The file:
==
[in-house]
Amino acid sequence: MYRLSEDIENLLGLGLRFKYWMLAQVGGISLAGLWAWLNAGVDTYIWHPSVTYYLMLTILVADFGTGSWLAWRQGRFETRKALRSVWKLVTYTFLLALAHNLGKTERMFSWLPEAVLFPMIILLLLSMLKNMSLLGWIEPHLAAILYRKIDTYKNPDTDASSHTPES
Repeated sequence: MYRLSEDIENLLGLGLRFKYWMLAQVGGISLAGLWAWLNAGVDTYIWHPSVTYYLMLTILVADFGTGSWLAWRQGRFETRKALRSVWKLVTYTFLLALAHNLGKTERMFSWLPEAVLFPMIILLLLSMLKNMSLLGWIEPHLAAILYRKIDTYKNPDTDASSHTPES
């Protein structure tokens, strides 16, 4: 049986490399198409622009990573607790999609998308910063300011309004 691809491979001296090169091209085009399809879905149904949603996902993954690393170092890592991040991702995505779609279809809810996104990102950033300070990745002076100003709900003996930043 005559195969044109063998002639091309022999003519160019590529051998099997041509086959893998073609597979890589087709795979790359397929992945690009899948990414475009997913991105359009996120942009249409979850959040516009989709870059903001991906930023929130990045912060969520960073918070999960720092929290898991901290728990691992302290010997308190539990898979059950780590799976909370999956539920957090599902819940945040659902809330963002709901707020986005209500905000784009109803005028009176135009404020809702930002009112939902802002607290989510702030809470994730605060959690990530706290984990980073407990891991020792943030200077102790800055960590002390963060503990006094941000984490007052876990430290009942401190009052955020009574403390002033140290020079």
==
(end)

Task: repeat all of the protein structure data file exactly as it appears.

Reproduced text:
[in-house]
Amino acid sequence: MYRLSEDIENLLGLGLRFKYWMLAQVGGISLAGLWAWLNAGVDTYIWHPSVTYYLMLTILVADFGTGSWLAWRQGRFETRKALRSVWKLVTYTFLLALAHNLGKTERMFSWLPEAVLFPMIILLLLSMLKNMSLLGWIEPHLAAILYRKIDTYKNPDTDASSHTPES
Repeated sequence: MYRLSEDIENLLGLGLRFKYWMLAQVGGISLAGLWAWLNAGVDTYIWHPSVTYYLMLTILVADFGTGSWLAWRQGRFETRKALRSVWKLVTYTFLLALAHNLGKTERMFSWLPEAVLFPMIILLLLSMLKNMSLLGWIEPHLAAILYRKIDTYKNPDTDASSHTPES
């Protein structure tokens, strides 16, 4: 049986490399198409622009990573607790999609998308910063300011309004 691809491979001296090169091209085009399809879905149904949603996902993954690393170092890592991040991702995505779609279809809810996104990102950033300070990745002076100003709900003996930043 005559195969044109063998002639091309022999003519160019590529051998099997041509086959893998073609597979890589087709795979790359397929992945690009899948990414475009997913991105359009996120942009249409979850959040516009989709870059903001991906930023929130990045912060969520960073918070999960720092929290898991901290728990691992302290010997308190539990898979059950780590799976909370999956539920957090599902819940945040659902809330963002709901707020986005209500905000784009109803005028009176135009404020809702930002009112939902802002607290989510702030809470994730605060959690990530706290984990980073407990891991020792943030200077102790800055960590002390963060503990006094941000984490007052876990430290009942401190009052955020009574403390002033140290020079």